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A while back I threatened to do a few posts on astronomy, but then inertia took over. So here goes!

First off, the Lyrid meteor shower will be at its peak tonight - the later the better as Lyra doesn't even rise in the eastern sky until about 10 PM. Expect to see about 7 meteors per hour.

On the western horizon, Venus continues to put on a dazzling show around sunset. It is absolutely unmistakable - the biggest obstacle to identifying it is assuming its an airplane or other manmade (or alien!) object. Venus is currently in the constellation Taurus the bull.

The winter's most brilliant constellation, Orion, will be setting sooner each day until it completely disappears from sight over the summer. So if you want to see it in all its glory, best head outside early! Orion is easy to distinguish because it has so many bright stars, led by Rigel (the lower right star marking Orion's left knee) and Betelgeuse (the red star on the upper left, marking Orion's right shoulder). The 3 "belt" stars in a nearly straight line are another highly distinctive feature. By contrast, Orion's head is nearly invisible on this image - Orion the Hunter wasn't particularly renowned for his intelligence. 

Since Orion is so easy to find, it can also be used to find many other objects in the 'winter' sky (ie, that portion of the sky that is in the south* near sunset during winter). Start from the upper belt star (Mintaka) and extend a line down through the lower belt star (Altnitak). Keep going about 20 degrees until you run into the brightest star in the night sky, Sirius. (Note that it may not look exceptionally bright at this time of year because it is setting and thus a little dimmed by the atmosphere. It definitely shows better in the winter.) Sirius lies in Canis Major, Orion's dog.

We now start circling clockwise to other bright stars. From Sirius, arc up and slightly to the right to Procyon in Canis Minor. This is the most boring constellation imaginable so we continue circling next to the twin stars of Gemini, Pollux on the left and slightly dimmer Castor. We are now directly above Orion. Keep circling, now down and to the right, until you run into Capella in Auriga the charioteer. Keep circling down and somewhat left (through Venus) and to Aldebaran, the red eye of Taurus the bull. Then keep circling back to your starting point, the Belt Stars.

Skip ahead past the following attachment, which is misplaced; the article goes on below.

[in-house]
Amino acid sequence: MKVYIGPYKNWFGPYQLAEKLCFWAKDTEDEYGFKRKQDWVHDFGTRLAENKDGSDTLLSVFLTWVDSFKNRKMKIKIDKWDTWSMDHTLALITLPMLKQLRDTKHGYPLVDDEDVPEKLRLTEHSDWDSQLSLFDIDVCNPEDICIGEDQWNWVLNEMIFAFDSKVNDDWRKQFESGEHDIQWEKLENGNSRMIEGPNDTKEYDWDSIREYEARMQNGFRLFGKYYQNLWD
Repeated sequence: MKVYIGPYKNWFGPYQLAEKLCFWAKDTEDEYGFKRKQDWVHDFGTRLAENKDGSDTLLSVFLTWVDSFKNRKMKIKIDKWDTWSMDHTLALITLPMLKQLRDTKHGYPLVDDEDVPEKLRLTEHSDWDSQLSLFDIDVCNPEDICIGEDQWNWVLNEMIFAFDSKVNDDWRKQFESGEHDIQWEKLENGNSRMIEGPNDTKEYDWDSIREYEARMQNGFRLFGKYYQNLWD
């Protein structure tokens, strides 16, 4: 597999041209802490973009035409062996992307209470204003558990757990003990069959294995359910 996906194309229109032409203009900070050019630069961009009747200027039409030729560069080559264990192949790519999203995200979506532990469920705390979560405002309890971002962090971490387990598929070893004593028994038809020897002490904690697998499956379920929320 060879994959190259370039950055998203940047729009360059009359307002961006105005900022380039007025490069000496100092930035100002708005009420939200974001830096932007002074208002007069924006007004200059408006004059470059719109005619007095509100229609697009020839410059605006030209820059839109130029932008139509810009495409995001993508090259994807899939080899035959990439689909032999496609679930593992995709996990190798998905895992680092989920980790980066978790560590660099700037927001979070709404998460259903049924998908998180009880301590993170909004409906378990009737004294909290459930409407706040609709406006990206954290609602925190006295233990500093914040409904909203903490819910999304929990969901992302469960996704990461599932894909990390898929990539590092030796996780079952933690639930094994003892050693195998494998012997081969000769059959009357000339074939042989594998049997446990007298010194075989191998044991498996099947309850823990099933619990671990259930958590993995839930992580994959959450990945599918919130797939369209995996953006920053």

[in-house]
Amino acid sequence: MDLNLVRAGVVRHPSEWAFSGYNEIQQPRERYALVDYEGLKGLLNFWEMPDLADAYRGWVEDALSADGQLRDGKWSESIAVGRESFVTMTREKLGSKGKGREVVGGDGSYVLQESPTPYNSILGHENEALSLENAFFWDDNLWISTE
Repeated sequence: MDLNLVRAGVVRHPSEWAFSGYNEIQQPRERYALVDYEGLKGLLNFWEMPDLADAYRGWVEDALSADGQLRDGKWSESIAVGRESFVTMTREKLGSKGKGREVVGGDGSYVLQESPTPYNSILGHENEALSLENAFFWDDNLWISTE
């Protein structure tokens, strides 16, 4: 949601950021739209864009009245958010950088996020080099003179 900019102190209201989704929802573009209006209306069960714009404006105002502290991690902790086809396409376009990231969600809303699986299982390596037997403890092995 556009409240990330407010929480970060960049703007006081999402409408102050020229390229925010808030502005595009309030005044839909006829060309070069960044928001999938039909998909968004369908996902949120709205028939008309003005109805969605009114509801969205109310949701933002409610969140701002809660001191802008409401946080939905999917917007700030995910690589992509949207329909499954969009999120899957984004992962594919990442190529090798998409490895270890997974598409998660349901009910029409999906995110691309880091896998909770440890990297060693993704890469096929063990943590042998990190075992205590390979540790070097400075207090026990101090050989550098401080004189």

Orion's most famous object shows on this picture as a faint fuzzy patch below the belt stars. This is the Orion Nebula, a stellar nursery filled with young bright stars that light up the surrounding interstellar gas. In long exposure photographs, the nebula will be mostly red (emission), with some blue (reflection) around the brightest stars. However when using binoculars or a small telescope, the nebula will appear greenish grey. That's because it takes very bright objects to active the cones that provide our colour vision - the rods that provide our night vision are colour blind.

The Orion Nebula is merely the tip of the iceberg. Orion marks the (relatively) nearby outer arm of the Milky Way galaxy, so is rich in interstellar gas energized by young stars. Don't expect to see most of the objects revealed by professional photos though, not unless you have a large telescope, perfect seeing conditions and a lot of patience.

* southern for people in the northern hemisphere. For people in the southern hemisphere, Orion is standing on his head so you need to flip the "up-down" references.


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October 2012

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